Sunday, March 11, 2018

Shootin Ya Shot.., As A Five Percenter

Customarily, when a brother within the Five Percent was interested in knowing the status of a sister he would simply ask, "Do you have a God?" This is appropriately done in a shared environment of Five Percenters such as a Rally, Parliament, Family Day, Show & Prove or other environments where we get together. This is done face to face. Nowadays with the growth of the Digital Age, particularly with SNSs [Social Network Sites], customs such as these become more difficult to express. Because of the nature of SNSs as a platform, appropriation of the English vocabulary and introduction of social media slang, a "Do you have a God?" Facebook inbox or Instagram DM can easily be filed under the folder of thirsty or jumping/sliding in somebody's DMs. Regardless who this brother or sister may be in real life, that brother or sister may not know how to appropriately engage one another using this platform, and social media vocabulary, from a Five Percenter perspective. Much can get lost in that translation. I've seen brothers naively poking brothers without knowing what the Facebook "poke" function implies or the digital reputation they're creating. I've also experienced one of my sisters "" a photo of me and another woman assume she was my Queen. It's a dilemma, like with some of our other customs of engaging one another, that have become challenging to express under these virtual conditions of technology often veiled as progress. I say "veiled" because many of us, especially Millennial social media natives who don't know of a world without the internet, are becoming more and more detached from certain customs that maintained our relationships.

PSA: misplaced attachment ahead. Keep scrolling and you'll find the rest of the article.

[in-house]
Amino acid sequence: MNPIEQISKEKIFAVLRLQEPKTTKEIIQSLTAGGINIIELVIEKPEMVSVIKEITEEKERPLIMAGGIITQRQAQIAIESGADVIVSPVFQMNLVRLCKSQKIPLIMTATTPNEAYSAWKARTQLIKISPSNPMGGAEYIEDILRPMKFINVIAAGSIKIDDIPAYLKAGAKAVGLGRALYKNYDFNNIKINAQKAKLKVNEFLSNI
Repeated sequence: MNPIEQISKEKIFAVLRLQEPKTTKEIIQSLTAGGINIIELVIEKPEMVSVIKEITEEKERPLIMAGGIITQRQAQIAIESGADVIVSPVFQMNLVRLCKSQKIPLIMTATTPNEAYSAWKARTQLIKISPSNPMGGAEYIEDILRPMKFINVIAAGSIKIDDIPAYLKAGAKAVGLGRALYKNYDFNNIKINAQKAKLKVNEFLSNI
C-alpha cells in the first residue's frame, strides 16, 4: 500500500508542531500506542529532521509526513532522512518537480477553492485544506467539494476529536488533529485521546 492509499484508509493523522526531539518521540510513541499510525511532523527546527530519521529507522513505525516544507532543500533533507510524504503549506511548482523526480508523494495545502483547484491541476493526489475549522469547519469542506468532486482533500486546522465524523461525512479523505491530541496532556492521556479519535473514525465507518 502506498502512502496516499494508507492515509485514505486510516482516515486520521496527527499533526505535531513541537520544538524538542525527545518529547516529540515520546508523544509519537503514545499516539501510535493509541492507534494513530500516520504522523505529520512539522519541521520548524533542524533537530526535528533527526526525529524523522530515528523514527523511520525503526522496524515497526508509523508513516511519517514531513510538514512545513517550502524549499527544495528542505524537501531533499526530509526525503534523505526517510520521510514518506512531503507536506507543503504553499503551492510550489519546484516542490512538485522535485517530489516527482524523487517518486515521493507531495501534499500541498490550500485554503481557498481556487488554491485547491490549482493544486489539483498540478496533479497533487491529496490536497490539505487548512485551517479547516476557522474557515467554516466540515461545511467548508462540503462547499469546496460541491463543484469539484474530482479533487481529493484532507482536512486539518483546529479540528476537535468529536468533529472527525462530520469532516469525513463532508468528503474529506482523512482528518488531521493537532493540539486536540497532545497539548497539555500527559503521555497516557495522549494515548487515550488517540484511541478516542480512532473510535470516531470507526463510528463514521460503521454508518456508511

Many Moons ago I had one of my first online experiences of a woman being interested in me who was once connected to a brother I didn't know but heard of. He was also a Five Percenter so I took the liberty of reaching out to him to find out the status of him and this sister. This is something we customarily do, yet the medium of the internet complicated it. He told me they were working on it, she said it was done and I found myself in the midst of an unresolved issue that I actually strived to investigate before getting involved in. The brother tried to accuse me of trying to get at God's Earths and if it wasn't for the printed screen copies of our online correspondences showing people the truth, people may have believed him. In this regard the internet saved my reputation but at the same time I could see how some of our customs began to be lost. A new technological language and social media etiquette was evolving and many of us were simply unprepared for what was on the horizon. Many of us are still unprepared and we find ourselves falling a victim to this every day.